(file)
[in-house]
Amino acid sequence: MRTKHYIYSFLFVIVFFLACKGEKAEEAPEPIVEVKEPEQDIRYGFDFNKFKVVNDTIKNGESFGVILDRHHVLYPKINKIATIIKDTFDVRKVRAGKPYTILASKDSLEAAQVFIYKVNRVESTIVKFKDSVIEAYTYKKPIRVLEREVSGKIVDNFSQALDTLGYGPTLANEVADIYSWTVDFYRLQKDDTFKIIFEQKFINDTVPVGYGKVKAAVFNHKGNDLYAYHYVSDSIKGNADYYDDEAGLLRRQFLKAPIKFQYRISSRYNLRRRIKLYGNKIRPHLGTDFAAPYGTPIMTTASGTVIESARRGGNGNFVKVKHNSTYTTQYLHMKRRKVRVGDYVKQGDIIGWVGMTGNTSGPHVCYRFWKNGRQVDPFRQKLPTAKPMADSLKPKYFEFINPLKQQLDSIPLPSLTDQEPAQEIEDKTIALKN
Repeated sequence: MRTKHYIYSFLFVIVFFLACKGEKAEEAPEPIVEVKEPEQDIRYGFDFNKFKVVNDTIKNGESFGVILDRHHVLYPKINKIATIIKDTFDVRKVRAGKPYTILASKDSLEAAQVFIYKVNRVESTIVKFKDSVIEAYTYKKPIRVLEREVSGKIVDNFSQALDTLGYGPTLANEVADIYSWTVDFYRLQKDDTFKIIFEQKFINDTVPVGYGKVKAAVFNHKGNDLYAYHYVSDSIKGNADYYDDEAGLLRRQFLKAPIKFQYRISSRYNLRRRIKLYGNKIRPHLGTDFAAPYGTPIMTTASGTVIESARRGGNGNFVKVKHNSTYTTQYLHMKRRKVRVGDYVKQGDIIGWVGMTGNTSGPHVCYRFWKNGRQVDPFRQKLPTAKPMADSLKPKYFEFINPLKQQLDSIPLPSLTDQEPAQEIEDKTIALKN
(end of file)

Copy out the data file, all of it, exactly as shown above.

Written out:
[in-house]
Amino acid sequence: MRTKHYIYSFLFVIVFFLACKGEKAEEAPEPIVEVKEPEQDIRYGFDFNKFKVVNDTIKNGESFGVILDRHHVLYPKINKIATIIKDTFDVRKVRAGKPYTILASKDSLEAAQVFIYKVNRVESTIVKFKDSVIEAYTYKKPIRVLEREVSGKIVDNFSQALDTLGYGPTLANEVADIYSWTVDFYRLQKDDTFKIIFEQKFINDTVPVGYGKVKAAVFNHKGNDLYAYHYVSDSIKGNADYYDDEAGLLRRQFLKAPIKFQYRISSRYNLRRRIKLYGNKIRPHLGTDFAAPYGTPIMTTASGTVIESARRGGNGNFVKVKHNSTYTTQYLHMKRRKVRVGDYVKQGDIIGWVGMTGNTSGPHVCYRFWKNGRQVDPFRQKLPTAKPMADSLKPKYFEFINPLKQQLDSIPLPSLTDQEPAQEIEDKTIALKN
Repeated sequence: MRTKHYIYSFLFVIVFFLACKGEKAEEAPEPIVEVKEPEQDIRYGFDFNKFKVVNDTIKNGESFGVILDRHHVLYPKINKIATIIKDTFDVRKVRAGKPYTILASKDSLEAAQVFIYKVNRVESTIVKFKDSVIEAYTYKKPIRVLEREVSGKIVDNFSQALDTLGYGPTLANEVADIYSWTVDFYRLQKDDTFKIIFEQKFINDTVPVGYGKVKAAVFNHKGNDLYAYHYVSDSIKGNADYYDDEAGLLRRQFLKAPIKFQYRISSRYNLRRRIKLYGNKIRPHLGTDFAAPYGTPIMTTASGTVIESARRGGNGNFVKVKHNSTYTTQYLHMKRRKVRVGDYVKQGDIIGWVGMTGNTSGPHVCYRFWKNGRQVDPFRQKLPTAKPMADSLKPKYFEFINPLKQQLDSIPLPSLTDQEPAQEIEDKTIALKN